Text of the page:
A few months ago, a small escrow firm from California was targeted by cyber criminals that managed to transfer almost $400,000 from the firm’s bank account to a number of accounts throughout the world and the U.S.
The story of how it happened is becoming increasingly familiar: an employee of the firm is sent an email with a Trojan disguised as a harmless file, executes it and infects the computer with password-stealing malware.
In this case, the employee was actually the owner, one Michelle Marisco, and she said that a couple of days before the theft occurred she received an email that claimed to be from the UPS stating that a package she sent was lost, and that she had to review the attached invoice. When she opened the file, seemingly nothing happened, and thinking that maybe the problem is with her own computer, she forwarded the email to her assistant.
The assistant tried to view the invoice, and the Trojan gained another foothold in the company network. This proved to be very important, since the Professional Business Bank – the bank where the company account was located – requires every wire transfer to be approved by two employees, and the criminals now had the ability to fake both approvals.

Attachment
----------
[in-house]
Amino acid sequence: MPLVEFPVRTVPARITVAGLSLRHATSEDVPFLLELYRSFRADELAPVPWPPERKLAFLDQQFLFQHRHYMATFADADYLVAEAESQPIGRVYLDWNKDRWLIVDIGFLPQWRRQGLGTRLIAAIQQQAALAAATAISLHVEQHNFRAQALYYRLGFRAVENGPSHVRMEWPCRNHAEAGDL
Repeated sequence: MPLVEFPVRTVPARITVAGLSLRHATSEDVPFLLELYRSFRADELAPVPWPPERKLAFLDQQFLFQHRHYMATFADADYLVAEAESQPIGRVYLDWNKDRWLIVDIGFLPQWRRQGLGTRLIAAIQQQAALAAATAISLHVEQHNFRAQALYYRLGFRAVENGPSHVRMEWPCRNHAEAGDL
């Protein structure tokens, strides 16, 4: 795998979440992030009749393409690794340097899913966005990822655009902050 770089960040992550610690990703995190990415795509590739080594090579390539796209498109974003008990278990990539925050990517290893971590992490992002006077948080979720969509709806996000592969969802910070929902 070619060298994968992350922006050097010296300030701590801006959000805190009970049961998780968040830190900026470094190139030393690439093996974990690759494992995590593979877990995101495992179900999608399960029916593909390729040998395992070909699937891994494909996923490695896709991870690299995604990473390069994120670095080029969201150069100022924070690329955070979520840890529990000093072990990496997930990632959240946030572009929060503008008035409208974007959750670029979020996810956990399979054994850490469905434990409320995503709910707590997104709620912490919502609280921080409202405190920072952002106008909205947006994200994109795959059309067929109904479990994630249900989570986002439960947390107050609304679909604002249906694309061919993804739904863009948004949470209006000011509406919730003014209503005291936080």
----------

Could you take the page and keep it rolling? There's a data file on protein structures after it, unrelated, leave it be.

Another anti-fraud measure that was disabled by the criminals was the feature that made sure that the owner of the account was notified by email each time a wire was sent out of the company account. This allowed the suspect wire transfers to go unnoticed for some time.
Michelle Marisco has been forced to take out a loan to cover the loss, and the bank washed their hands of any responsibility early on. And that, right there, where the problem lies. Financial institutions have no incentive to improve the the process that assures the integrity of online transactions, since current regulations work in their favor and don’t hold them responsible when similar things happen.
Brian Krebs points out another interesting fact: the accounts in the U.S. to which the money gets transferred often belongs to other small business owners. They aren’t usually aware they are doing something illegal, since they are often recruited by “international finance agents for a company that claimed to help corporations move their money abroad faster than they might be able to do otherwise.”
Since transfers over $10,000 on business bank accounts don’t get flagged as suspicious, small business owners as money mules are preferred by criminals.